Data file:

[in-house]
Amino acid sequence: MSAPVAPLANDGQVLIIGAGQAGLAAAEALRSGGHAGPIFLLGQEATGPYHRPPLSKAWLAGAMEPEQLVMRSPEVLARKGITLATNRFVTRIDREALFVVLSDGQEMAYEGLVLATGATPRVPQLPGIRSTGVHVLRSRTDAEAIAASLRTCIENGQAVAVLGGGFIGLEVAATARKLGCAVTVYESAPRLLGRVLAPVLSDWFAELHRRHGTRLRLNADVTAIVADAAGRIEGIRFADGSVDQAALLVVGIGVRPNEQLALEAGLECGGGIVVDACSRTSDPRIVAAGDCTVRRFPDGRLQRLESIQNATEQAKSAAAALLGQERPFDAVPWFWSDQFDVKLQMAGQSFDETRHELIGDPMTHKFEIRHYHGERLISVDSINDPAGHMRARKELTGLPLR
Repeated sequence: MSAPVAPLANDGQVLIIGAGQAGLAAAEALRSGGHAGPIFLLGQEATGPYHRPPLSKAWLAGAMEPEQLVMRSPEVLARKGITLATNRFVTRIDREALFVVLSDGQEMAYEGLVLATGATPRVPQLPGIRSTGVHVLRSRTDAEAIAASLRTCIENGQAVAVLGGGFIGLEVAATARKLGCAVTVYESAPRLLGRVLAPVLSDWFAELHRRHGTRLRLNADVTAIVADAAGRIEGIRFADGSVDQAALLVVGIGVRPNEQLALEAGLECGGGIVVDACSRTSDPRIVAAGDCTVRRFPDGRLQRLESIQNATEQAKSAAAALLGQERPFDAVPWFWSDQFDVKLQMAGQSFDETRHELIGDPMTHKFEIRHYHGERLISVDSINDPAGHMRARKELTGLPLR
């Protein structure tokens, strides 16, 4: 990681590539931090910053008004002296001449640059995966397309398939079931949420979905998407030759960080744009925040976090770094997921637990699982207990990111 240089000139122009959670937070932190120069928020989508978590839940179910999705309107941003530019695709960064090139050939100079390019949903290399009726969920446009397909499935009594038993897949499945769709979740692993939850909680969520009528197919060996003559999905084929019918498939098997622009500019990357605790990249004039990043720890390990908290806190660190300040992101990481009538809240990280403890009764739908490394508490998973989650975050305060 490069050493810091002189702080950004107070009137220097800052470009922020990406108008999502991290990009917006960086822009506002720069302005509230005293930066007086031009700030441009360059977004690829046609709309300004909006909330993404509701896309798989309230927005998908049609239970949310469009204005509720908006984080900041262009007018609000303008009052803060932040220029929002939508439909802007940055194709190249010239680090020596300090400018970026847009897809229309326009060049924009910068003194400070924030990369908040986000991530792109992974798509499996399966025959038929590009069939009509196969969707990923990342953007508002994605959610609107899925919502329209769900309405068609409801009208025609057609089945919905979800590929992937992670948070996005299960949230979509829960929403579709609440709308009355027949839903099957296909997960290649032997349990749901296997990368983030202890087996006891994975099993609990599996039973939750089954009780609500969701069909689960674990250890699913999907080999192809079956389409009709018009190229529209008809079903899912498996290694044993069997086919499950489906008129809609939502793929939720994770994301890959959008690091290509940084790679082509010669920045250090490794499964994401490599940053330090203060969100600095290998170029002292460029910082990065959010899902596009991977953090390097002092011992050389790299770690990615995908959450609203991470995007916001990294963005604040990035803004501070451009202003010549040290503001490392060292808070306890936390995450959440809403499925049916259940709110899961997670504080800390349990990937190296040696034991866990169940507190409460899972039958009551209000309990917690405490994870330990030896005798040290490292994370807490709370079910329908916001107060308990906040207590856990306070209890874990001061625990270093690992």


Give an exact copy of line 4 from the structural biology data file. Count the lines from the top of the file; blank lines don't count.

């Protein structure tokens, strides 16, 4: 990681590539931090910053008004002296001449640059995966397309398939079931949420979905998407030759960080744009925040976090770094997921637990699982207990990111 240089000139122009959670937070932190120069928020989508978590839940179910999705309107941003530019695709960064090139050939100079390019949903290399009726969920446009397909499935009594038993897949499945769709979740692993939850909680969520009528197919060996003559999905084929019918498939098997622009500019990357605790990249004039990043720890390990908290806190660190300040992101990481009538809240990280403890009764739908490394508490998973989650975050305060 490069050493810091002189702080950004107070009137220097800052470009922020990406108008999502991290990009917006960086822009506002720069302005509230005293930066007086031009700030441009360059977004690829046609709309300004909006909330993404509701896309798989309230927005998908049609239970949310469009204005509720908006984080900041262009007018609000303008009052803060932040220029929002939508439909802007940055194709190249010239680090020596300090400018970026847009897809229309326009060049924009910068003194400070924030990369908040986000991530792109992974798509499996399966025959038929590009069939009509196969969707990923990342953007508002994605959610609107899925919502329209769900309405068609409801009208025609057609089945919905979800590929992937992670948070996005299960949230979509829960929403579709609440709308009355027949839903099957296909997960290649032997349990749901296997990368983030202890087996006891994975099993609990599996039973939750089954009780609500969701069909689960674990250890699913999907080999192809079956389409009709018009190229529209008809079903899912498996290694044993069997086919499950489906008129809609939502793929939720994770994301890959959008690091290509940084790679082509010669920045250090490794499964994401490599940053330090203060969100600095290998170029002292460029910082990065959010899902596009991977953090390097002092011992050389790299770690990615995908959450609203991470995007916001990294963005604040990035803004501070451009202003010549040290503001490392060292808070306890936390995450959440809403499925049916259940709110899961997670504080800390349990990937190296040696034991866990169940507190409460899972039958009551209000309990917690405490994870330990030896005798040290490292994370807490709370079910329908916001107060308990906040207590856990306070209890874990001061625990270093690992």